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Elemental Abundances in the Local Group: Tracing the Formation History of the Great Andromeda Galaxy


Escala, Ivanna Ashley (2020) Elemental Abundances in the Local Group: Tracing the Formation History of the Great Andromeda Galaxy. Dissertation (Ph.D.), California Institute of Technology. doi:10.7907/16bk-vm98.


The Local Group (LG) is an environment accessible to detailed studies of galaxy formation, providing a complement to the early universe. In particular, spectroscopy of resolved stellar populations in the LG provides kinematical and chemical information for individual stars that can be used to infer the history of L galaxies like the Milky Way (MW) and Andromeda (M31).

The Gaia revolution in the MW, combined with spectroscopy from APOGEE and other surveys, has enabled comprehensive observational studies of the MW's formation history. In addition, comparisons to simulations can be leveraged to maximally utilize such observational data to probe the hierarchical assembly of galaxies. Toward this goal, I have analyzed simulations of chemical evolution in LG dwarf galaxies to assess their ability to match observations.

The exquisite detail in which the MW has been studied is currently not achievable in any other L galaxy. For this reason, the MW is a template for our understanding of galaxy formation. M31 is the only external galaxy that we can currently hope study in a level of detail approaching the MW. Studies of M31 have recently taken on greater significance, given the growing body of evidence that its formation history differs substantially from that of the MW.

In an era of limited information about elemental abundances in M31, I have developed a technique to apply spectral synthesis to low-resolution stellar spectroscopy in order to measure abundances for individual giant stars in distant LG galaxies. Through undertaking the largest deep, spectroscopic survey of M31 to date with my collaborators, this has resulted in the first measurements of the elemental abundances in the inner stellar halo and stellar disk of M31, and the largest homogeneous catalog of elemental abundances in M31. With this foundational work, we have opened the doors to detailed studies of the chemical composition of M31.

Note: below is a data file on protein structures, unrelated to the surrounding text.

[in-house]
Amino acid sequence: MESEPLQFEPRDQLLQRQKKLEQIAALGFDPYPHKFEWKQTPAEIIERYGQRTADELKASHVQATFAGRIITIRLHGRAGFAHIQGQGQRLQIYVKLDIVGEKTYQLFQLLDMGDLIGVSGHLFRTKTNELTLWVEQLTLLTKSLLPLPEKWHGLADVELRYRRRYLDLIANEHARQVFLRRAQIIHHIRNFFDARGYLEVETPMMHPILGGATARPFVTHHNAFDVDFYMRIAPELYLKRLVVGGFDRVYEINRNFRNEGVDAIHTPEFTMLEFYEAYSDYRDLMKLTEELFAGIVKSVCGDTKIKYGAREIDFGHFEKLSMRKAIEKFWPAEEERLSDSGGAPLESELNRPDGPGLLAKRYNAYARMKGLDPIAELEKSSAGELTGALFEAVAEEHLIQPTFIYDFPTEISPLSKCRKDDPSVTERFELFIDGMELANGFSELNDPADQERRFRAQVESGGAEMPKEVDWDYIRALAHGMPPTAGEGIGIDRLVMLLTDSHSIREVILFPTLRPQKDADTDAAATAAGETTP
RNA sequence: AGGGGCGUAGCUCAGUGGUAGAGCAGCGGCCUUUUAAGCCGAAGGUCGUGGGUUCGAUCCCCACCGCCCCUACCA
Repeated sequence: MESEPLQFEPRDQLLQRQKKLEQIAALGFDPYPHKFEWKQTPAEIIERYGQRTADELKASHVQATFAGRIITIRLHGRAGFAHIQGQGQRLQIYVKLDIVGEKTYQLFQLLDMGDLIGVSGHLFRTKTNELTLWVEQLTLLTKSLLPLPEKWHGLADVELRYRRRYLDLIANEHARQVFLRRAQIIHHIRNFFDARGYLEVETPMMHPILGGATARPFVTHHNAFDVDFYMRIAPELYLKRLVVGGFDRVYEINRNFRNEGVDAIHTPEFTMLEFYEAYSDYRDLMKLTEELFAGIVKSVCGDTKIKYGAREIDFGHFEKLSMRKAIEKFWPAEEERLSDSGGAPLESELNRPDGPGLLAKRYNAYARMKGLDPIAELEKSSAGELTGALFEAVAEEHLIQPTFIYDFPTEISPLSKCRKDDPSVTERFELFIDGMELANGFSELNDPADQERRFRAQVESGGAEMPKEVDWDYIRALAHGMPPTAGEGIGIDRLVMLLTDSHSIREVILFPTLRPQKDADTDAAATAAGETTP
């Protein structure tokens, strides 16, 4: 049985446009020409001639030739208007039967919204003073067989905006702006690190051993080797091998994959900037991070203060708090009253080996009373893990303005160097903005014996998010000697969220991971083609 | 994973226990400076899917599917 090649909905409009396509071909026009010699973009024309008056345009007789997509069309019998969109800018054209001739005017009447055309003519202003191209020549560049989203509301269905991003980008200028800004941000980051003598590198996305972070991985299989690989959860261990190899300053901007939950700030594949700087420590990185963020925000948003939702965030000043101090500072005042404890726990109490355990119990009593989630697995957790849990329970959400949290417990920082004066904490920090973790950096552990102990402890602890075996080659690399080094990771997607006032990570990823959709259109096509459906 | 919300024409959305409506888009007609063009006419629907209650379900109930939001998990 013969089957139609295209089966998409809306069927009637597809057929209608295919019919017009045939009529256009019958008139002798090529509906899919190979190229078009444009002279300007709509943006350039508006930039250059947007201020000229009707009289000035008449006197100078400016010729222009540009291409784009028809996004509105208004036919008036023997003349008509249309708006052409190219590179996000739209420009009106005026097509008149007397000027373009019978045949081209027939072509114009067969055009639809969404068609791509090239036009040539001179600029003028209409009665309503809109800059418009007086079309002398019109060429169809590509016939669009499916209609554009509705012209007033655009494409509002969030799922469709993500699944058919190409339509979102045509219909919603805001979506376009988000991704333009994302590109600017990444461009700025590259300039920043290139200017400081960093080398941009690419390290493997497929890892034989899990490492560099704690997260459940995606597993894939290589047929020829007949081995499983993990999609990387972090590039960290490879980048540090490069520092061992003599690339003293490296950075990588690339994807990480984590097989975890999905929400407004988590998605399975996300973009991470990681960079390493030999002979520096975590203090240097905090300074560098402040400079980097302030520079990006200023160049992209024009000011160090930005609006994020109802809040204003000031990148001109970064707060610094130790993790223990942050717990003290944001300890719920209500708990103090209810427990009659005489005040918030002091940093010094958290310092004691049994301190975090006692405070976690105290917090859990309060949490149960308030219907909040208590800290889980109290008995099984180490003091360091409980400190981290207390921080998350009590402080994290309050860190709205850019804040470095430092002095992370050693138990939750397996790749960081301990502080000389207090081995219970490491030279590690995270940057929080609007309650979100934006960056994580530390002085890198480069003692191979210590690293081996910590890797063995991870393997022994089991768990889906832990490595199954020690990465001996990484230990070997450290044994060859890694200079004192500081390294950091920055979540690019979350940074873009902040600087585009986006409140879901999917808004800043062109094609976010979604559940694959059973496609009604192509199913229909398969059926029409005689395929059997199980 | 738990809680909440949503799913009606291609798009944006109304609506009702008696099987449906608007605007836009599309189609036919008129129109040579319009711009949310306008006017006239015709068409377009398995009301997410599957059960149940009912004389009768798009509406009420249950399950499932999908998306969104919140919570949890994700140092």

Now, we can begin to ask--and answer--what differences in the elemental abundances of the M31 and the MW imply for our knowledge of galaxy formation in the broader universe. At the cusp of next-generation observational facilities and theoretical simulations, we can only advance toward this goal.

Item Type:Thesis (Dissertation (Ph.D.))
Subject Keywords:Galaxies; Andromeda (M31); chemical abundances; Local Group; stellar populations
Degree Grantor:California Institute of Technology
Division:Physics, Mathematics and Astronomy
Major Option:Astrophysics
Awards:France A. Córdova Graduate Student Fund, 2019. Tombrello Scholar.
Thesis Availability:Public (worldwide access)
Research Advisor(s):
  • Kirby, Evan N.
Thesis Committee:
  • Steidel, Charles C. (chair)
  • Hopkins, Philip F.
  • Fuller, James
  • Guhathakurta, Puragra
Defense Date:29 May 2020
Record Number:CaltechTHESIS:05292020-133139370
Persistent URL:
Related URLs:
URLURL TypeDescription adapted for Chapter 4. adapted for Chapter 3. adapted for Chapter 2.
Escala, Ivanna Ashley0000-0002-9933-9551
Default Usage Policy:No commercial reproduction, distribution, display or performance rights in this work are provided.
ID Code:13736
Deposited By: Ivanna Escala
Deposited On:08 Jun 2020 16:08
Last Modified:17 Jun 2020 20:13

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PDF (Compiled PDF of thesis) - Final Version
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